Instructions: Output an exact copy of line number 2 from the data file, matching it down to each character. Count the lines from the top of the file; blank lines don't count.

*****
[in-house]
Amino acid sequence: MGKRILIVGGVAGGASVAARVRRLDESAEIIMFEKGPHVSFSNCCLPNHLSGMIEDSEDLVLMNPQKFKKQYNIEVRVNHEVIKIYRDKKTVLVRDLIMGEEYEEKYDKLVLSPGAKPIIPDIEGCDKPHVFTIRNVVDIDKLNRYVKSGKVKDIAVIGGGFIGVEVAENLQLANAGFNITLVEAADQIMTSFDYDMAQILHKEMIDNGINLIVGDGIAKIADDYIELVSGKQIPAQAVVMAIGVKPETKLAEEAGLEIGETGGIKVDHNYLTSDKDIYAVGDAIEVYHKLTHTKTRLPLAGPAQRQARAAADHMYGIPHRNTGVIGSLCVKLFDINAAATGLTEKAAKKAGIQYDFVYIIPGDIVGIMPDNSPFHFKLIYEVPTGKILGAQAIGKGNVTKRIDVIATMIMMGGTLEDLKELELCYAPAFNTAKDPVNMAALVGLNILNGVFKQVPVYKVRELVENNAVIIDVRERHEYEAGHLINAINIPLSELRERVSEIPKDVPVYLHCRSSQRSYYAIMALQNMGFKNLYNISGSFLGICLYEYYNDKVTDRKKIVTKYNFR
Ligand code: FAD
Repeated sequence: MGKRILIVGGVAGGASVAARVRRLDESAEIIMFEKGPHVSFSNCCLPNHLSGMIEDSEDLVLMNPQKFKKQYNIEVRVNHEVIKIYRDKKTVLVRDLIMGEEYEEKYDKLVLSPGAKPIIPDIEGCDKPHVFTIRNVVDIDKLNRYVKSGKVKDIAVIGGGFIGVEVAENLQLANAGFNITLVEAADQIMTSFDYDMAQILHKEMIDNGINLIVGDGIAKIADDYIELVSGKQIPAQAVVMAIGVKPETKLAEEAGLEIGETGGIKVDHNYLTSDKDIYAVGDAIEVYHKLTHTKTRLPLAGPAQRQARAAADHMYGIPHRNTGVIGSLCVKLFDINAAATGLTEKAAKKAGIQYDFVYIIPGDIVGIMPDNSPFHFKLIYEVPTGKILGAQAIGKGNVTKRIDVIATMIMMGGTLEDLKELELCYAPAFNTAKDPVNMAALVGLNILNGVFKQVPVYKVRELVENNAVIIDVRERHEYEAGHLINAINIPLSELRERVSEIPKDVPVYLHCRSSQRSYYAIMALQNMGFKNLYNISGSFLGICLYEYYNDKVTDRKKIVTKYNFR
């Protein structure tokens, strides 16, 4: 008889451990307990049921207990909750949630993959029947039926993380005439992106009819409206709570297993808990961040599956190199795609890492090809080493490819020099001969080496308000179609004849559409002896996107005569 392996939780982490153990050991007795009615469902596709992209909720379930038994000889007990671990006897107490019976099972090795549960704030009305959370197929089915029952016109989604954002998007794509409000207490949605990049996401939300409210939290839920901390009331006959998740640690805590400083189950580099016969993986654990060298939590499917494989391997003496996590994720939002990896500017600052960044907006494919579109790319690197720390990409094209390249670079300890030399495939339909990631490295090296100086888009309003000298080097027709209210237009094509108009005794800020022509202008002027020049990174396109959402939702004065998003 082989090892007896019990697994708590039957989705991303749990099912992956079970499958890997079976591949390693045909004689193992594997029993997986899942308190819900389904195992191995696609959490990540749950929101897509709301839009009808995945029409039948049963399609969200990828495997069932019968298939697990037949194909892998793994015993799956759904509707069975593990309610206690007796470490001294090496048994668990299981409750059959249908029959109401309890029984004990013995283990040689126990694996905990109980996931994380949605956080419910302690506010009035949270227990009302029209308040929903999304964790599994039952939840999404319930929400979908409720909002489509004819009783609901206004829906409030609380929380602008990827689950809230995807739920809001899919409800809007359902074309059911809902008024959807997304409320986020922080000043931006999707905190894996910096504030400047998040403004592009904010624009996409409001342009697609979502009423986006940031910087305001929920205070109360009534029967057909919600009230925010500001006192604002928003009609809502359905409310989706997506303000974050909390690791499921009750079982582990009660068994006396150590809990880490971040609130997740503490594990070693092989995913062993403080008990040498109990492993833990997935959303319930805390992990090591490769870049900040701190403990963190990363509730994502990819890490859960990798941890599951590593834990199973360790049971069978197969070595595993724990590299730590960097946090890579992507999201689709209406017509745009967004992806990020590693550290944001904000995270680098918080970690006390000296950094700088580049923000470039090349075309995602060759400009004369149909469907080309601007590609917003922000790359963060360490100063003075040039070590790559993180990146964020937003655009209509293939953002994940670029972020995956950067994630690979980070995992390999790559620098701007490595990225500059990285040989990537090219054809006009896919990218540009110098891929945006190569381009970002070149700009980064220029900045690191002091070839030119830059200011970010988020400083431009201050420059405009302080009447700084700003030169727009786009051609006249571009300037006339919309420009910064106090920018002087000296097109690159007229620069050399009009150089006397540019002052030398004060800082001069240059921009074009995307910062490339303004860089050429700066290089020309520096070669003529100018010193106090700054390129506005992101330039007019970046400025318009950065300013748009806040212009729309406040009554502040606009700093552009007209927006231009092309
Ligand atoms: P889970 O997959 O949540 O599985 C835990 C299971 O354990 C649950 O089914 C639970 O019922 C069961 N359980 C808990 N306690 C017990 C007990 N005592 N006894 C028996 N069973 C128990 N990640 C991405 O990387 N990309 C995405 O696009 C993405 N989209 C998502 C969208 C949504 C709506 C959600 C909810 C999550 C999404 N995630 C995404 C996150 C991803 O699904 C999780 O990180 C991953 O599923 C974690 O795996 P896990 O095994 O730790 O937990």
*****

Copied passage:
Amino acid sequence: MGKRILIVGGVAGGASVAARVRRLDESAEIIMFEKGPHVSFSNCCLPNHLSGMIEDSEDLVLMNPQKFKKQYNIEVRVNHEVIKIYRDKKTVLVRDLIMGEEYEEKYDKLVLSPGAKPIIPDIEGCDKPHVFTIRNVVDIDKLNRYVKSGKVKDIAVIGGGFIGVEVAENLQLANAGFNITLVEAADQIMTSFDYDMAQILHKEMIDNGINLIVGDGIAKIADDYIELVSGKQIPAQAVVMAIGVKPETKLAEEAGLEIGETGGIKVDHNYLTSDKDIYAVGDAIEVYHKLTHTKTRLPLAGPAQRQARAAADHMYGIPHRNTGVIGSLCVKLFDINAAATGLTEKAAKKAGIQYDFVYIIPGDIVGIMPDNSPFHFKLIYEVPTGKILGAQAIGKGNVTKRIDVIATMIMMGGTLEDLKELELCYAPAFNTAKDPVNMAALVGLNILNGVFKQVPVYKVRELVENNAVIIDVRERHEYEAGHLINAINIPLSELRERVSEIPKDVPVYLHCRSSQRSYYAIMALQNMGFKNLYNISGSFLGICLYEYYNDKVTDRKKIVTKYNFR